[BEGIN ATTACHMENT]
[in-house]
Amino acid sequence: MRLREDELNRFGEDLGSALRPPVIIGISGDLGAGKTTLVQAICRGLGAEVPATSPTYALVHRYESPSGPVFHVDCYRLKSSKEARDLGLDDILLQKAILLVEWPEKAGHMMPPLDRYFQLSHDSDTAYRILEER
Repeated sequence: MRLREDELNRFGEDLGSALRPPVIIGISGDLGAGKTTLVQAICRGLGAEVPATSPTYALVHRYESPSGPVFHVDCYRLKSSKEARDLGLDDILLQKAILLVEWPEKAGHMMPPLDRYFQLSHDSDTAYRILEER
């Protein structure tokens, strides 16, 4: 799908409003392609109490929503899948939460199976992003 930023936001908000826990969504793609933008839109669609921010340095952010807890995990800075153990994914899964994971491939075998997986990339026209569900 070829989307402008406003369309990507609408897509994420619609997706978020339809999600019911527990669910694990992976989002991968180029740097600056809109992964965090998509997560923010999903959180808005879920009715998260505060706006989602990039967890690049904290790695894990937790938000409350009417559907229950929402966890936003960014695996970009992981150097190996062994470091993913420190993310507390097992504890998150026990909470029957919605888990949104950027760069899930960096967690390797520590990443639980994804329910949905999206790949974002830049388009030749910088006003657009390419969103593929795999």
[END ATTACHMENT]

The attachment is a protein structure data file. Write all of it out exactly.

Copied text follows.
[in-house]
Amino acid sequence: MRLREDELNRFGEDLGSALRPPVIIGISGDLGAGKTTLVQAICRGLGAEVPATSPTYALVHRYESPSGPVFHVDCYRLKSSKEARDLGLDDILLQKAILLVEWPEKAGHMMPPLDRYFQLSHDSDTAYRILEER
Repeated sequence: MRLREDELNRFGEDLGSALRPPVIIGISGDLGAGKTTLVQAICRGLGAEVPATSPTYALVHRYESPSGPVFHVDCYRLKSSKEARDLGLDDILLQKAILLVEWPEKAGHMMPPLDRYFQLSHDSDTAYRILEER
């Protein structure tokens, strides 16, 4: 799908409003392609109490929503899948939460199976992003 930023936001908000826990969504793609933008839109669609921010340095952010807890995990800075153990994914899964994971491939075998997986990339026209569900 070829989307402008406003369309990507609408897509994420619609997706978020339809999600019911527990669910694990992976989002991968180029740097600056809109992964965090998509997560923010999903959180808005879920009715998260505060706006989602990039967890690049904290790695894990937790938000409350009417559907229950929402966890936003960014695996970009992981150097190996062994470091993913420190993310507390097992504890998150026990909470029957919605888990949104950027760069899930960096967690390797520590990443639980994804329910949905999206790949974002830049388009030749910088006003657009390419969103593929795999």